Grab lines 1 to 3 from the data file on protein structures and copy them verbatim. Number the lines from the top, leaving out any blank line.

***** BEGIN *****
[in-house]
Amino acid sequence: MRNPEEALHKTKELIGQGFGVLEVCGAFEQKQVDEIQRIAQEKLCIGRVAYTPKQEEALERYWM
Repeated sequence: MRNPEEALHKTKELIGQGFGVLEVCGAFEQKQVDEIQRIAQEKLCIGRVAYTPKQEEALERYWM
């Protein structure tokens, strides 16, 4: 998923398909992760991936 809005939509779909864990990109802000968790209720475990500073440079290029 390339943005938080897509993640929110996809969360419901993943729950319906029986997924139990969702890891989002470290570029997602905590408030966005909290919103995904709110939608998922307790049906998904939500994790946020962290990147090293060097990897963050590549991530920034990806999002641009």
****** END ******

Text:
[in-house]
Amino acid sequence: MRNPEEALHKTKELIGQGFGVLEVCGAFEQKQVDEIQRIAQEKLCIGRVAYTPKQEEALERYWM
Repeated sequence: MRNPEEALHKTKELIGQGFGVLEVCGAFEQKQVDEIQRIAQEKLCIGRVAYTPKQEEALERYWM